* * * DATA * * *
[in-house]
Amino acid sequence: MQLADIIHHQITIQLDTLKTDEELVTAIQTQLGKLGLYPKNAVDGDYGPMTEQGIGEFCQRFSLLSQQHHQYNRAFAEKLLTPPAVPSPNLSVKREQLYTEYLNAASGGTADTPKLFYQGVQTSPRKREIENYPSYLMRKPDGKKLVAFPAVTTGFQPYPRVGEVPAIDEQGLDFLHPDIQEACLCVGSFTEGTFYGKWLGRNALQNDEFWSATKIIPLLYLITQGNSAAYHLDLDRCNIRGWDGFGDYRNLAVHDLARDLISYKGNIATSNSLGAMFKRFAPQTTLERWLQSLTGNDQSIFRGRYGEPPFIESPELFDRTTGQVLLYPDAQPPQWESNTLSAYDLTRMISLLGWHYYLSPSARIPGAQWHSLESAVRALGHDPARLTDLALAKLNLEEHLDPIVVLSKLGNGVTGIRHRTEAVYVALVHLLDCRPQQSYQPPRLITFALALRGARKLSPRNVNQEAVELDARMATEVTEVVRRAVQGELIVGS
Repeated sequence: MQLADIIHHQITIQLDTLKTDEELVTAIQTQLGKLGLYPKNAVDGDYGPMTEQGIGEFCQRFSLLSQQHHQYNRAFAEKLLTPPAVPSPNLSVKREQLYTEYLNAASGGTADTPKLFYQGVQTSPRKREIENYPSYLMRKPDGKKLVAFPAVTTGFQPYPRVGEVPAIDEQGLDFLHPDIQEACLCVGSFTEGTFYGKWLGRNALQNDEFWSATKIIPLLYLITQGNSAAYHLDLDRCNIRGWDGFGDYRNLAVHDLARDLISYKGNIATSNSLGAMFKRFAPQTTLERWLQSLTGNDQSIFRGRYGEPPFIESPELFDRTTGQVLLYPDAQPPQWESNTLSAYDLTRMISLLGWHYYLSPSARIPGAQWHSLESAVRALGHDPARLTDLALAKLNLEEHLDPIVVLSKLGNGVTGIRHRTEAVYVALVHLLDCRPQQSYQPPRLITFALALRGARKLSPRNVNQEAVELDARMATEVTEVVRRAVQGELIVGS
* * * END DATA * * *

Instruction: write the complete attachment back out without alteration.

[in-house]
Amino acid sequence: MQLADIIHHQITIQLDTLKTDEELVTAIQTQLGKLGLYPKNAVDGDYGPMTEQGIGEFCQRFSLLSQQHHQYNRAFAEKLLTPPAVPSPNLSVKREQLYTEYLNAASGGTADTPKLFYQGVQTSPRKREIENYPSYLMRKPDGKKLVAFPAVTTGFQPYPRVGEVPAIDEQGLDFLHPDIQEACLCVGSFTEGTFYGKWLGRNALQNDEFWSATKIIPLLYLITQGNSAAYHLDLDRCNIRGWDGFGDYRNLAVHDLARDLISYKGNIATSNSLGAMFKRFAPQTTLERWLQSLTGNDQSIFRGRYGEPPFIESPELFDRTTGQVLLYPDAQPPQWESNTLSAYDLTRMISLLGWHYYLSPSARIPGAQWHSLESAVRALGHDPARLTDLALAKLNLEEHLDPIVVLSKLGNGVTGIRHRTEAVYVALVHLLDCRPQQSYQPPRLITFALALRGARKLSPRNVNQEAVELDARMATEVTEVVRRAVQGELIVGS
Repeated sequence: MQLADIIHHQITIQLDTLKTDEELVTAIQTQLGKLGLYPKNAVDGDYGPMTEQGIGEFCQRFSLLSQQHHQYNRAFAEKLLTPPAVPSPNLSVKREQLYTEYLNAASGGTADTPKLFYQGVQTSPRKREIENYPSYLMRKPDGKKLVAFPAVTTGFQPYPRVGEVPAIDEQGLDFLHPDIQEACLCVGSFTEGTFYGKWLGRNALQNDEFWSATKIIPLLYLITQGNSAAYHLDLDRCNIRGWDGFGDYRNLAVHDLARDLISYKGNIATSNSLGAMFKRFAPQTTLERWLQSLTGNDQSIFRGRYGEPPFIESPELFDRTTGQVLLYPDAQPPQWESNTLSAYDLTRMISLLGWHYYLSPSARIPGAQWHSLESAVRALGHDPARLTDLALAKLNLEEHLDPIVVLSKLGNGVTGIRHRTEAVYVALVHLLDCRPQQSYQPPRLITFALALRGARKLSPRNVNQEAVELDARMATEVTEVVRRAVQGELIVGS